Kung Fu Panda 2 (2011)
Kung Fu Panda 2 (2011)

Genre: Fairy Tale and Martial Arts Running Time: 1 hr. 31 min.

Release Date: May 26th, 2011 MPAA Rating: PG

Director: Jennifer Yuh Nelson Actors: Jack Black, Angelina Jolie, Dustin Hoffman, Jackie Chan, Seth Rogen, Gary Oldman, Lucy Liu, Michelle Yeoh

 


 

“K

ung Fu Panda 2″ capitalizes on the same techniques that made its predecessor successful: a goofy lead character struggling desperately to fit in; comical character designs and playful animation; and an all-star cast of voice actors with such recognizable articulation that they breach the visual barrier of their 3D alter egos. Although the first film defined the characters, their relationships, destinies, and the setting of ancient Asia, this second outing has the opportunity to utilize each role purely for action, adventure, comic relief, and even a bit of pathos. Just when the sappiness ramps up to the point of unbearable, the script has enough sense to thwart eye-rolls (or tears if the manipulation worked) with sharply contrasting humor.

Po (Jack Black) the overweight panda has been proclaimed the almighty “Dragon Warrior,” and oversees the safety of China with his band of capable sidekicks, the Furious Five: Tigress (Angelina Jolie), Mantis (Seth Rogen), Monkey (Jackie Chan), Crane (David Cross), and Viper (Lucy Liu). As he speaks with his patient master Shifu (Dustin Hoffman) about finding inner peace, a gang of wolf bandits pillages a nearby city in search of metal objects, forcing Po to depart for a hasty rescue. As he will soon discover, the banished peacock Lord Shen (Gary Oldman) has forged fire-breathing, metal-spitting cannons to wipe out all who stand in his path to world domination.

It’s debatable whether or not the story has grown more entertaining, especially considering the plot is little more than a generic kung fu tale of good vs. evil, like the kind found in just about every live-action martial arts film in the last several decades. While the main conflict is a relentless overlord with an obedient army and destructive weaponry, the underlying discordance is Po’s hazy recollection of the past and the desire to know who he is, how he ended up the son of a goose, and what happened to his real parents. Is Po in need of confidence or the drive of revenge? Are his actions provoked by inner peace, as the movie insists on preaching, or by the powerful force that is adrenaline-pumping payback?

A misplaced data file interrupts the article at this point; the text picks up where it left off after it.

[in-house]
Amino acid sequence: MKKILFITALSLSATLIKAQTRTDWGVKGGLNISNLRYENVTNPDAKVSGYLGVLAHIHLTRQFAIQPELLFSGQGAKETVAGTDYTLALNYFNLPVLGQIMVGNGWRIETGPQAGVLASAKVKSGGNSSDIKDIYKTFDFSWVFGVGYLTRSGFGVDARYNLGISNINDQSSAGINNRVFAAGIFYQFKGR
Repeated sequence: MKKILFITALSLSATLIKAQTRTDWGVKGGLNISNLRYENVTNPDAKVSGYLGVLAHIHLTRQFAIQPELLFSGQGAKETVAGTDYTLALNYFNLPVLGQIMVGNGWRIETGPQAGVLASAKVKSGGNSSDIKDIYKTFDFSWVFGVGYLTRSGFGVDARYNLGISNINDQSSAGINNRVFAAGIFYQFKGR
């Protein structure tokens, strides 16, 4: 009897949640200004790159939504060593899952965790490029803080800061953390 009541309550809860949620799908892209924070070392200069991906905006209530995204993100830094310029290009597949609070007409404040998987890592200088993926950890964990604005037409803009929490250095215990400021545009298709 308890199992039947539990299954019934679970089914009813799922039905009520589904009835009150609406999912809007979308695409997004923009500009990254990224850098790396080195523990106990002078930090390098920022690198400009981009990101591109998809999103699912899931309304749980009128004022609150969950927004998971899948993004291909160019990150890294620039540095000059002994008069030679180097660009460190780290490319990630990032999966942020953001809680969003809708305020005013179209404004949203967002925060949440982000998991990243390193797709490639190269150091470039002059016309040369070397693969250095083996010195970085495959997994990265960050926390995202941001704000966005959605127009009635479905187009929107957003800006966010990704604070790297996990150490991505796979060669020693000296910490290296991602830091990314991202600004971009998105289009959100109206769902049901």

Perhaps he’s simply trying to succeed at being “hardcore” so that he can measure up to his companions. And if that’s the case, it’s a shame that so much of his time is spent annoyingly foiling reconnaissance, ambush, and rescue missions with his numbing defiance and cack-handed clumsiness. It’s funny at times to see how pathetic he is compared to his generally no-nonsense warrior counterparts, but equally infuriating that he doesn’t have to learn the hard way that there are consequences for his reckless actions. This leads to the invincibility exhibited by all parties, which reduces the urgency and seriousness of every predicament. Po is immune to injuries and haphazardly shields himself from harm with an accidental frying pan, a lucky misstep, or a loose floor plank that swings up (like stepping on a rake) to block an onslaught of throwing knives. Crane similarly avoids danger with spastic flight, and Tigress has no excuses at all – she suffers only singed whiskers after taking a cannonball to the face. Gravity and physics also seem to utterly evade the heroes, playing no part in their unlikely escapes – although it does make the creatively complex chase sequences more intense and spontaneous.

– Mike Massie

  • 8/10